A History of Canada: - Vol. 1

By Gustave Lanctot; Josephine Hambleton | Go to book overview

CHAPTER EIGHT
THE FOUNDING OF ACADIA

De Monts founds St. Croix and Port Royal with monopoly of the fur trade. After revocation, Poutrincourt settles at Port Royal with his son Biencourt. Cultivation of the soil and baptism of the natives. Madame de Guercheville finances the Jesuits and obtains Acadia. The Biencourt-Biard quarrel. Founding of the St. Sauveur mission. The English on the coast. Argall, from Virginia, attacks and destroys St. Sauveur, St. Croix and Port Royal. France protests in vain. Poutrincourt abandons Acadia and is killed in France.

What was to become of the royal plan for a Canadian colony after the death of Vice-Admiral de Chastes? The moment he landed at Honfleur on September 20, Champlain set out for Fontainebleau, where he laid the map of his explorations before the King, described the friendly disposition of the natives, the importance of the trade and great fertility of the country. He also spoke of the possibility of finding the passage to China, that waterway which continued to exercise so strong a fascination over the minds of the men of that day. Already won to the cause, Henry IV promised never to "drop this plan but ever to encourage and promote it." On November 8, 1603, he signed a commission appointing the Huguenot Pierre du Guast, Sieur de Monts, Lieutenant-General in Acadia; this gentleman had long been a faithful adherent to the King's party and ever since his trip to Tadoussac had taken a keen interest in the colonial enterprise, both because his was a bold, adventurous spirit anxious for renown, and because he wanted to glorify the name of France.1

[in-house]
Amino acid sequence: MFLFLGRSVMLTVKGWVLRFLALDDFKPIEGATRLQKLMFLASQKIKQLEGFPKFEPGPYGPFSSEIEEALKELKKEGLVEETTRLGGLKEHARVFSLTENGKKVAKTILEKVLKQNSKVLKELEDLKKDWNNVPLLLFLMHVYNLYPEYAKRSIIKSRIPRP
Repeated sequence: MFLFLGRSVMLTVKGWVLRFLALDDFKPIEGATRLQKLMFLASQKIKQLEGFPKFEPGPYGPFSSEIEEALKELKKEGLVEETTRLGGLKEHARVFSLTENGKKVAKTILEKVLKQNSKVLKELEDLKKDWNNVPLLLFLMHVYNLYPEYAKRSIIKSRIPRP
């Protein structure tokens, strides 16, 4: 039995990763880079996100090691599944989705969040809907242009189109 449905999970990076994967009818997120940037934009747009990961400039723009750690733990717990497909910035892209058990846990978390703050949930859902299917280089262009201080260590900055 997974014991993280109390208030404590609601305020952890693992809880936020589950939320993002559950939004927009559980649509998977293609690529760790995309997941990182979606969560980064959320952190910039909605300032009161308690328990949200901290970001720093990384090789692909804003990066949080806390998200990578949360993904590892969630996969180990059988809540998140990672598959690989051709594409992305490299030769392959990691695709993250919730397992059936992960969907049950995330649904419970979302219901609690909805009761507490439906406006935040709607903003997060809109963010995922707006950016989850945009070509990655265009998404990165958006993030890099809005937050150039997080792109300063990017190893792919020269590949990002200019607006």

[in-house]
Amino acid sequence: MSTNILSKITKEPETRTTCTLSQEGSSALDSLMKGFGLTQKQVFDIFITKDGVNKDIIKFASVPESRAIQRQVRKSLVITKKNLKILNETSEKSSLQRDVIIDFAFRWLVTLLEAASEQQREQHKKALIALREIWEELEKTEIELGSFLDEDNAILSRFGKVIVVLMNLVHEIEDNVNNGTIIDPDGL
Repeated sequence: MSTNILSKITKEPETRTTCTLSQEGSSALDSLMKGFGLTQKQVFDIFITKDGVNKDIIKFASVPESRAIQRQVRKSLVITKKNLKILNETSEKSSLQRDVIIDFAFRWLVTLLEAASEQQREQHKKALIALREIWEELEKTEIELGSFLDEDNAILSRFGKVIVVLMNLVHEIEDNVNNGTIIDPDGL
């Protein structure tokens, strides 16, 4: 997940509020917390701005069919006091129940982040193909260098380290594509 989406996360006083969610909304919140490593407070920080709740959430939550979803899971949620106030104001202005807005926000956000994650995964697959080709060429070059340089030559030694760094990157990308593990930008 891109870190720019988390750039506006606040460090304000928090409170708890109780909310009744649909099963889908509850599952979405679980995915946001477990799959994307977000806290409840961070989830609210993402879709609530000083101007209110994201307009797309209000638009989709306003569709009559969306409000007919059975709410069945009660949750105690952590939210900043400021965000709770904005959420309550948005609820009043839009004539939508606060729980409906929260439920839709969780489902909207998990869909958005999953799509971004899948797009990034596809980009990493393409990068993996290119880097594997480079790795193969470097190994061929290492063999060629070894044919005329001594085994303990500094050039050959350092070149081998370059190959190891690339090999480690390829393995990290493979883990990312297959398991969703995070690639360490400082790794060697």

The commission granted him full ownership rights over Acadia, a territory ranging from 40° to 46° latitude, that is, from New Jersey to Cape Breton, and full powers to govern, legislate and grant deeds to lands. The terms charged him to people the

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